davegodfrey: South Park Me. (Default)
Was really very good, but it did confirm my personal dislike for Ricky Gervais. However the host, Robin Ince was very, very good, with his Hannah-Barbera Feynman impressions, and humorous rants about Anne Coulter, Stephen Green and all the other people who provide a reason for the "New Atheists" to be so vocal. Plus he gave a shout-out to Tycho Brahe. Who doesn't get talked about nearly often enough at comedy gigs.

There were a couple of acts that didn't quite work for me. Mostly it was the musical numbers. Which I'm sure were a matter of personal taste. I'm not really sure that the one-man Beach Boys parody quite fitted.

The Carl Sagan snippets were very well chosen. I never watched Cosmos when I was a child. I don't think they repeated it much in the 1980s, unlike the ubiquitous deity that is Sir David A. But on the basis of those few minutes I can understand why he was so popular with so many people. (And then the Mystery Fax Machine Orchestra played a very silly version of Thus Sprach Zarathustra).

Simon Singh was good, and it was nice to hear his Katie Melua rewrite- as sung by the lass herself. I remember hearing it on the Today programme a few years back.

I can understand why Dawkins chose the pieces he did, and it reminded me that I still haven't got a copy of Unweaving the Rainbow. Though if he'd spent the entire time talking about Fig Wasps that would have been equally enjoyable.

Stewart Lee was very good too. I will never hear the "dance as ancient as time" cliche in quite the same way.

Natalie Haynes was rather funny, and I shall have to look out for her work in future.

Ben Goldacre's polemic was fantastic. His columns are always worth reading, and he brings the same mix of wry humour and outrage at the actions of people like Matthias Rath to his spoken word stuff too, and provided a reminder that pseudoscience is not harmless.

Tim Minchin rounded off the evening with a brilliant beat poem. Someone else I shall have to look out for in future.

Sadly I couldn't find someone to take up the spare ticket I ended up having. But at least this time I remembered I was supposed to be at a gig. ;)
davegodfrey: Coelacanth (Science)
The following is adapted from a dissertation I wrote several years ago.

Fossils have been recognised as the remains of living organisms since the time of Leonardo da Vinci and before. At the close of the 18th century the French anatomist George Cuvier developed the idea of extinction, demonstrating that many fossils are not those of modern species. Erasmus Darwin and Jean Baptiste Lamarck formulated some of the first ideas suggesting that species were not immutable. At the same time James Hutton was formulating his theory of the earth, and demonstrated that the earth was much older than the ages biblical chronologies allowed (Bowler 1989). These three ideas were to become important questions and discussed much through the following century.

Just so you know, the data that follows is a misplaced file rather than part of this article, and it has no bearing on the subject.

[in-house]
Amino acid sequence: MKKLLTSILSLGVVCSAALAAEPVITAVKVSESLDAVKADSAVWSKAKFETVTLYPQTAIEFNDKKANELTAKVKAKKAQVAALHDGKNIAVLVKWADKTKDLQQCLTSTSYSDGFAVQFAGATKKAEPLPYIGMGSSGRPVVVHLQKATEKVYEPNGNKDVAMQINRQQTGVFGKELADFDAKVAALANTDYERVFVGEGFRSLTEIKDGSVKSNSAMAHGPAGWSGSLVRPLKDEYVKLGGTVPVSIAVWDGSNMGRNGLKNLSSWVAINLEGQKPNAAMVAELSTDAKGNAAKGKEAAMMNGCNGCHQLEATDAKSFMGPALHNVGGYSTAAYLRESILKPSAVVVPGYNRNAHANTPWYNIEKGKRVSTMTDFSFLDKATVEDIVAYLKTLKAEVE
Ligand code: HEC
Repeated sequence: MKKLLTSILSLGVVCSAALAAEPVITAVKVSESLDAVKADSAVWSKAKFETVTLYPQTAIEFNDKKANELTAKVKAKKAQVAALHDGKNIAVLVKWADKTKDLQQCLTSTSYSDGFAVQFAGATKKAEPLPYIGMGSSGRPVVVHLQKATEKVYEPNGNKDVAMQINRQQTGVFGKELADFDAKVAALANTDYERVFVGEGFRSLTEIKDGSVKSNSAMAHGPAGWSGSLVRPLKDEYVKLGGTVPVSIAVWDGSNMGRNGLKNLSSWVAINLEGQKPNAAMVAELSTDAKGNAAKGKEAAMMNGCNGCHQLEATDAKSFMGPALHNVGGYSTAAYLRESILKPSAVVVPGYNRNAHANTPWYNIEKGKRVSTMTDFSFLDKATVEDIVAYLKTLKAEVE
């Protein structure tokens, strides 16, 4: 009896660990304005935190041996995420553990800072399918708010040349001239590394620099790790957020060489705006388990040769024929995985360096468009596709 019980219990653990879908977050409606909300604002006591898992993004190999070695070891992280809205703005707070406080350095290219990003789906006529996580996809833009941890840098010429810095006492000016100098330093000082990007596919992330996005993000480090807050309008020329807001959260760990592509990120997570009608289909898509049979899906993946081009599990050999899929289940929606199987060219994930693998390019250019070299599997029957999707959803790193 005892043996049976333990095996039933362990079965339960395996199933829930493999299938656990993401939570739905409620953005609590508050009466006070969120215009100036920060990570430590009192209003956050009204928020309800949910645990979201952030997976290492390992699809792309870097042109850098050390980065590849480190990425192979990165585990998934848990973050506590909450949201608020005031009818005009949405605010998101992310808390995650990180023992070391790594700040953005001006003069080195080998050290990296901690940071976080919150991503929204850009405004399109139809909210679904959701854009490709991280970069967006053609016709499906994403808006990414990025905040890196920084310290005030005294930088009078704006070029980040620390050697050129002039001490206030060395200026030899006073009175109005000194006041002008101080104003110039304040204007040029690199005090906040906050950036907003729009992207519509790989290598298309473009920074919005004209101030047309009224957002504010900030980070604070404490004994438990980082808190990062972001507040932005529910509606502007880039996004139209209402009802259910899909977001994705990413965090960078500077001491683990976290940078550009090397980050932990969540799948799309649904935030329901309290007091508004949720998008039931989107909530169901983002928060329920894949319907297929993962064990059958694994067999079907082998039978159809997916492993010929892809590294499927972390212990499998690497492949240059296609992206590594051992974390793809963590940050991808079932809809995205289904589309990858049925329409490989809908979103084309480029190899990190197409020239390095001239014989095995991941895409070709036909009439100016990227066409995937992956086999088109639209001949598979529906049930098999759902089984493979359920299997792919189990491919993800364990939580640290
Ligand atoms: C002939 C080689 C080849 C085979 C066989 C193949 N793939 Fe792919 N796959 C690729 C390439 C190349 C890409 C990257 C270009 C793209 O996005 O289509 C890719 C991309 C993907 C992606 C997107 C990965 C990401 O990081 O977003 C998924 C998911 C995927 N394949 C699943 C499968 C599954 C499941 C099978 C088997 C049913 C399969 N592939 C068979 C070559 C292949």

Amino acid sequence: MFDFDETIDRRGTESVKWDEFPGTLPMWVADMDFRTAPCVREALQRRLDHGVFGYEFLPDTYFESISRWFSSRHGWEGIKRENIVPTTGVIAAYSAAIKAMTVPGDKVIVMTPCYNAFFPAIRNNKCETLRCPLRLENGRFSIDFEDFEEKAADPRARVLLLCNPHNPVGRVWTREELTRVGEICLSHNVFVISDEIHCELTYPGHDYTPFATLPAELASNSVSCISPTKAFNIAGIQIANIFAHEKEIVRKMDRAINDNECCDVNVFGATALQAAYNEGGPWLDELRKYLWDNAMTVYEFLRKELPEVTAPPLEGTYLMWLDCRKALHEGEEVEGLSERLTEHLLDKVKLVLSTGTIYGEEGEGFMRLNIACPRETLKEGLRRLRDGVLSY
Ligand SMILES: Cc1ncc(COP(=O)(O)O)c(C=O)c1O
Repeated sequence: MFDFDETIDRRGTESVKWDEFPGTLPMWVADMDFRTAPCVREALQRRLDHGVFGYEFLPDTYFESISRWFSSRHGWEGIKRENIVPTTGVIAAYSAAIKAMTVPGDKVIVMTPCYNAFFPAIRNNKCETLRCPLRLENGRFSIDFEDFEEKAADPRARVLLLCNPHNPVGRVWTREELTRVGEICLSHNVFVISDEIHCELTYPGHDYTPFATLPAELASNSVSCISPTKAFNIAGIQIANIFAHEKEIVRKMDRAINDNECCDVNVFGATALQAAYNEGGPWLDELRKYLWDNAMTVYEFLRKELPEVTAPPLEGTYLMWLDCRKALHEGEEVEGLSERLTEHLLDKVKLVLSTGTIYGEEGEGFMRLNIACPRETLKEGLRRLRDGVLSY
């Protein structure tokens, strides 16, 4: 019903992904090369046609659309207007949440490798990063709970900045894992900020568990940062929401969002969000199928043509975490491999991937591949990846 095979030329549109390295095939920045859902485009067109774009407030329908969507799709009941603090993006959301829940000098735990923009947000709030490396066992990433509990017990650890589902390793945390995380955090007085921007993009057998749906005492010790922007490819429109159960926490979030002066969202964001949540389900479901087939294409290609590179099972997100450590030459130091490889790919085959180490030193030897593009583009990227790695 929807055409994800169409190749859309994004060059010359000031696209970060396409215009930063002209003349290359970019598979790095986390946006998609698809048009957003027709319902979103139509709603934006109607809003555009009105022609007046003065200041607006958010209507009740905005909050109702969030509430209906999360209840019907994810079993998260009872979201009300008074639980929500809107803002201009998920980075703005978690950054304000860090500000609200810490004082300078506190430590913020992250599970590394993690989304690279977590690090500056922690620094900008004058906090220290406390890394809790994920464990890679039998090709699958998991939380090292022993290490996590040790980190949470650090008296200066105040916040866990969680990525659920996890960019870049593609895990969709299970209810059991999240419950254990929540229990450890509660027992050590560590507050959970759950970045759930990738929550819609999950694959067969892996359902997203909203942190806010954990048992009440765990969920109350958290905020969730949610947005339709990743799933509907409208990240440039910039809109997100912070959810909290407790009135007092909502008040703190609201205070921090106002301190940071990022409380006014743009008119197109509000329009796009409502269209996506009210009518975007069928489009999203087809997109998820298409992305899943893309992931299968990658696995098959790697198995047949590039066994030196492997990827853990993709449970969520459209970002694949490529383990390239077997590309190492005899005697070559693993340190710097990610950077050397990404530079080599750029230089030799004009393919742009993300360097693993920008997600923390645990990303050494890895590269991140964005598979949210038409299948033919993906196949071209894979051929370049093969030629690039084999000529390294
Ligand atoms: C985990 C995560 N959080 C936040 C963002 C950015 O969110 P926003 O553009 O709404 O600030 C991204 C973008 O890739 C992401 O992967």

A (very) brief history of collecting )

Agassiz (1835) described osteostracean remains in his works on fossil fishes, creating the genus Cephalaspis for four species, C. lyelli, C. lewisii, C. lloydii, and C. rostrata. These species were not initially recognised as jawless. Of these four, Thomas Henry Huxley restricted Cephalaspis to C. lyelli, and created the genus Pteraspis for Agassiz’s other species in the genus (Huxley 1858). E. Ray Lankester separated heterostraceans and osteostraceans into separate groups in his 1868 monograph.

Ostracoderms. Some of the best fish ever... )

Revolutions in science are not instantaneous. New theories and ways of thinking take time to spread and gain respectability. The paradigms influencing the work of the second period, the work of Cope, William Patten, and others are the result of the publication of Charles Darwin’s Origin of Species in 1859, thirty years before, and the successful spread of evolutionary thinking in the latter half of the 19th century. Similarly, while Løvtrup produced one of the first cladograms of modern vertebrates in 1977, the cladistic method began with the entomologist Willi Hennig’s influential 1969 book Insect Phylogenetics where the principles of cladistics were first established.

References. )
davegodfrey: Marvin: ...and me with a terrible pain in all the diodes down my left hand side... (Marvin)
So I went to the cinema last night with [personal profile] innerbrat, and watched Helena Bonham Carter's breasts being interrupted by singing.

davegodfrey: Cyberman: The Future is Shiny (Shiny)
So Spiderman went emo, and it was nearly as bad as you said. Too long, and too many bad guys. As Mary-Jane said "its always about you", and I'm getting sick of it very quickly.


There were some things I liked. Gwen Stacey was pretty. Robert Englund the bloke from I Robot/LA Confidential is it. The Bugle ran a "Doc Ock Still at Large" headline at one point. Oh and the trailer for Transformers. All Kinds of Awesome. So good I can forgive Bumblebee not being a Beetle.

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davegodfrey: South Park Me. (Default)
The Evil Atheist Your Mother Warned You About

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